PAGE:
PLEASE NOTE: Timeline of events are subject to change as more information is released. Lore is loosely tied into Vornairs, Free Kingdom Event, Count Daemon Redwyne's, Baron Zachariah Evrouin's, and Baron ZigSmash the Unyielding's.
The snow was melting in the mountaintops as the sun made its’ debut. Dark spruce forest frowned on either side of the frozen waterway. The trees had been stripped by a recent wind of their white covering of delicate powder, and they seemed to veer toward each other, luminous and aglow, in the ascending light. A vast silence reigned over the land. The land itself was a desolation, inert, without movement, so forsaken and cold that the feeling of it was not even that of sadness. There was a hint in it of gaiety, but of a blitheness more terrible than any sadness. It was the wild, the savage, the Draakonid.
In the beginning, or as early as researchers can decypher, the lands were divided into tribes, spread across the lands devoid of kingdoms. There was peace and tranquility among the tribes, but not among the lands, for the tribes faced a immense threat and common enemy. The continent was under perpetual peril from leviathan beasts. The formidable beasts were known as Draakonid, or “dragons” in today’s tongue. Above all other beasts, the Draakonid ravaged the lands like no other; laying siege to towns, and scorching villages. Nonetheless, one tribe’s affliction is another's blessing.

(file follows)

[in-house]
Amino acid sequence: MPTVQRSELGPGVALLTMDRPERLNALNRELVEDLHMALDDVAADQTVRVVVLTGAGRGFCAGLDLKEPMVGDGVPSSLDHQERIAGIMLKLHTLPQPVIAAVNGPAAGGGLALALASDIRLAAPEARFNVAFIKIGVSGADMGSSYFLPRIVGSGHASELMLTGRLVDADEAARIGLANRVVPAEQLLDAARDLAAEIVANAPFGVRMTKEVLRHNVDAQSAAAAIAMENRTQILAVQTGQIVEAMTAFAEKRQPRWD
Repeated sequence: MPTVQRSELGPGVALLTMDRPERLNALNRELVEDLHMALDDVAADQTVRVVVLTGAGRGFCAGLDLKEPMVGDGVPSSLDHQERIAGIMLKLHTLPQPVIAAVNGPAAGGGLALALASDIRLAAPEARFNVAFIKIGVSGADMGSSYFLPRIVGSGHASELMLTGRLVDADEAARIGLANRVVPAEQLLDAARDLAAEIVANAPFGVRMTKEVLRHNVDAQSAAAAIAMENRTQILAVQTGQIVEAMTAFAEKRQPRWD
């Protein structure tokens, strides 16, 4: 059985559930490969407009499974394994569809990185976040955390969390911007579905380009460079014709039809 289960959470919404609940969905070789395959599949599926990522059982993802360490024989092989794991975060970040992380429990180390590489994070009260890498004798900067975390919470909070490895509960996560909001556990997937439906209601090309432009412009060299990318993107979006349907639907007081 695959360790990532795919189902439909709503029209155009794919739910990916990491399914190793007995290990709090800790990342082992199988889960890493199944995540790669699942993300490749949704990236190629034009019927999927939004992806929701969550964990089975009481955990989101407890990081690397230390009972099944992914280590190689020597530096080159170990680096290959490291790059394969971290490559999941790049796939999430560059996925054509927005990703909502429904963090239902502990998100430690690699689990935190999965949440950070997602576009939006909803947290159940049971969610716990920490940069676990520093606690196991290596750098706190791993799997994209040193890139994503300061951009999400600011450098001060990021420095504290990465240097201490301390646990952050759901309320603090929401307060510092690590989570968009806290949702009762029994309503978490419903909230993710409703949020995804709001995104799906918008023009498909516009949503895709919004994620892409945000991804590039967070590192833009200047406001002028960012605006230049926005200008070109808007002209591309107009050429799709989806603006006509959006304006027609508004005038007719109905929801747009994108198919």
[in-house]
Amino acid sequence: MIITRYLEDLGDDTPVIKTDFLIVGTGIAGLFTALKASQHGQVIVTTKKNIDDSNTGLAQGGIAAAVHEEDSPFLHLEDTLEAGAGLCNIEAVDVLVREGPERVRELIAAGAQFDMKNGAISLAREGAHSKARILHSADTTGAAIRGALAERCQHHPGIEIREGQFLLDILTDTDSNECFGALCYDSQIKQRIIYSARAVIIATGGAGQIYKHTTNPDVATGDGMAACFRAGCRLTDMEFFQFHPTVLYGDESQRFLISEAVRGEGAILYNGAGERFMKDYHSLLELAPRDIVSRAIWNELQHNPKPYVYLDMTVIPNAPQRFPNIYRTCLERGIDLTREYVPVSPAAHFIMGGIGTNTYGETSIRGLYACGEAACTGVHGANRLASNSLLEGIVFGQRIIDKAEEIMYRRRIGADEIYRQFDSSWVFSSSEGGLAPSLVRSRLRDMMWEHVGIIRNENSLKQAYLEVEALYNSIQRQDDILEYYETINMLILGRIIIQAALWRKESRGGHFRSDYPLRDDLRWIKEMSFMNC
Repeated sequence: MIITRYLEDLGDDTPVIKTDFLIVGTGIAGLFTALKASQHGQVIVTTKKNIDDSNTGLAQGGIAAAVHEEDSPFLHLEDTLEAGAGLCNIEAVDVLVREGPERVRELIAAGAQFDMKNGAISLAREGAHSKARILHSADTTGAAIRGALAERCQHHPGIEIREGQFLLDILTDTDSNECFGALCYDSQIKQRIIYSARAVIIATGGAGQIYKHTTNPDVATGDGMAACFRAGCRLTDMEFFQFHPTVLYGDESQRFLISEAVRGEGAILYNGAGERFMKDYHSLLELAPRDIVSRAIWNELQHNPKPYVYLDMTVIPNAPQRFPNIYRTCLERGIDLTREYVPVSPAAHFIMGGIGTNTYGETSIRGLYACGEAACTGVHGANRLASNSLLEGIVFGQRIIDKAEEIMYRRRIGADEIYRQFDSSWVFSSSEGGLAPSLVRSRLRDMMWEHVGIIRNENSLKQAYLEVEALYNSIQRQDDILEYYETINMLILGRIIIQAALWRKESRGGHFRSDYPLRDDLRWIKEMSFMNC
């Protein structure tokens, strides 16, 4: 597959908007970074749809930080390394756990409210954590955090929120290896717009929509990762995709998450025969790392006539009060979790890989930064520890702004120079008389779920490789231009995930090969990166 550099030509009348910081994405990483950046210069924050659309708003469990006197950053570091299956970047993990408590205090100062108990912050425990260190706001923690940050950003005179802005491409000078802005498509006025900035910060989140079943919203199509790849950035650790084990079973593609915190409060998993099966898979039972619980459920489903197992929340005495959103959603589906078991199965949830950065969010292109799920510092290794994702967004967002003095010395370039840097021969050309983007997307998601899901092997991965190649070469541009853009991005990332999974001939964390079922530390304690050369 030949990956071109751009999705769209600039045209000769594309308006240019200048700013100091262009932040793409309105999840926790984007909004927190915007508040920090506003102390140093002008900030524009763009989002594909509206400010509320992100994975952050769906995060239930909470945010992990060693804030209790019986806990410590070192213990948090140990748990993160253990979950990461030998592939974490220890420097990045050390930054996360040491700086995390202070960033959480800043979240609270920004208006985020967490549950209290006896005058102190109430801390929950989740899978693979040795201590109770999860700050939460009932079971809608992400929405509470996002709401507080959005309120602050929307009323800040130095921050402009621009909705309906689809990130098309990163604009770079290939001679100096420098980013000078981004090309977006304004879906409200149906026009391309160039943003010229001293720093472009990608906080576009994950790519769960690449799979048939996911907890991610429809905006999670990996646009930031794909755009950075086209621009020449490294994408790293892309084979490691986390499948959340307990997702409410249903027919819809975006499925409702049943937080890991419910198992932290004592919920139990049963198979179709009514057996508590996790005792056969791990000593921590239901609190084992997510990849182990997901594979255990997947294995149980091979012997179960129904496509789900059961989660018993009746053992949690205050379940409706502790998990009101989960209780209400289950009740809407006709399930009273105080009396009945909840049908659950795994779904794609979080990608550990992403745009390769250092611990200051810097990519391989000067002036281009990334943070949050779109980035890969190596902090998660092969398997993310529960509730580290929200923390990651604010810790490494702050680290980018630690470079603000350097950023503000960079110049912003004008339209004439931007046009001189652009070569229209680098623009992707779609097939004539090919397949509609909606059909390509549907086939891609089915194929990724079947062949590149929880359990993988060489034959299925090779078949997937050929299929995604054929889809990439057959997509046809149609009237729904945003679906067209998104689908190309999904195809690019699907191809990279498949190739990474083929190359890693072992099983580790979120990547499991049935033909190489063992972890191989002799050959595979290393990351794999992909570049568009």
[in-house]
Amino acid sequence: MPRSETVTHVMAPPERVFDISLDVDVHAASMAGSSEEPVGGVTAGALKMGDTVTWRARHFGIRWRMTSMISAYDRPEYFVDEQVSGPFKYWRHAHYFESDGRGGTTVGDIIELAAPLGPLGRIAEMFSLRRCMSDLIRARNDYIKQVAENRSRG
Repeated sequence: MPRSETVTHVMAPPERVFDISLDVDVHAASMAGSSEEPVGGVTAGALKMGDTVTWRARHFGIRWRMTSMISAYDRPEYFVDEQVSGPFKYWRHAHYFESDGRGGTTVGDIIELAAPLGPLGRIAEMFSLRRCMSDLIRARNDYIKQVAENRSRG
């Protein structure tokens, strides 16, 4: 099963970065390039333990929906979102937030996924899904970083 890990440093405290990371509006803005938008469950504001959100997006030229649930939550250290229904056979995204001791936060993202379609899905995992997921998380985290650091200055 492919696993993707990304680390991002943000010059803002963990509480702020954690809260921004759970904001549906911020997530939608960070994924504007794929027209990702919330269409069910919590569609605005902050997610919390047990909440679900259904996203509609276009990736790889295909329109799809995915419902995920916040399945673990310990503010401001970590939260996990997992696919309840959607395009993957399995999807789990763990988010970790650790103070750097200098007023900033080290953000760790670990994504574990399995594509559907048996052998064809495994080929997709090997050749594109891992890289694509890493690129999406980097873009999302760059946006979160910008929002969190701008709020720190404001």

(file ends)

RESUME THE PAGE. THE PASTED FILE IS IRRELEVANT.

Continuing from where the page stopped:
There stood a Neran tribe known as the Draakoni Kell, which translates to “The Dragon Watch,” although the neighboring tribes simply called them Draakoni. The Draakoni received contracts from around the continent to hunt and slay these ferocious beasts, and were well compensated. The Draakoni were exceptional at their profession, and as a result, draakonid, or dragons, were considered extinct early in the Fourth Age. Despite being declared extinct, the Draakoni knew there were bound to be others in hiding; biding their time.